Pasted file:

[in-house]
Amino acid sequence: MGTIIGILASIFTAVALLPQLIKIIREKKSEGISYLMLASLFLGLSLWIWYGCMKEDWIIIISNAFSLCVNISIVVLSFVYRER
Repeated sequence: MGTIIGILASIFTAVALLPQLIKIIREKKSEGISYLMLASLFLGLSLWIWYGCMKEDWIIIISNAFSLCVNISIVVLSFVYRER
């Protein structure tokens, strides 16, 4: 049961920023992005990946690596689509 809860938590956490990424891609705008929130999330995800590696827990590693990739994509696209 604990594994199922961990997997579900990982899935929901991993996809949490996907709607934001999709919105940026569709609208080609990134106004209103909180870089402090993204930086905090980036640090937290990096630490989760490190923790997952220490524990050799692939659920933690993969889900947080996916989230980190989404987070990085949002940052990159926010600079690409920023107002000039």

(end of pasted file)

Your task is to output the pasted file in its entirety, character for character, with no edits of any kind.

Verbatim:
[in-house]
Amino acid sequence: MGTIIGILASIFTAVALLPQLIKIIREKKSEGISYLMLASLFLGLSLWIWYGCMKEDWIIIISNAFSLCVNISIVVLSFVYRER
Repeated sequence: MGTIIGILASIFTAVALLPQLIKIIREKKSEGISYLMLASLFLGLSLWIWYGCMKEDWIIIISNAFSLCVNISIVVLSFVYRER
């Protein structure tokens, strides 16, 4: 049961920023992005990946690596689509 809860938590956490990424891609705008929130999330995800590696827990590693990739994509696209 604990594994199922961990997997579900990982899935929901991993996809949490996907709607934001999709919105940026569709609208080609990134106004209103909180870089402090993204930086905090980036640090937290990096630490989760490190923790997952220490524990050799692939659920933690993969889900947080996916989230980190989404987070990085949002940052990159926010600079690409920023107002000039």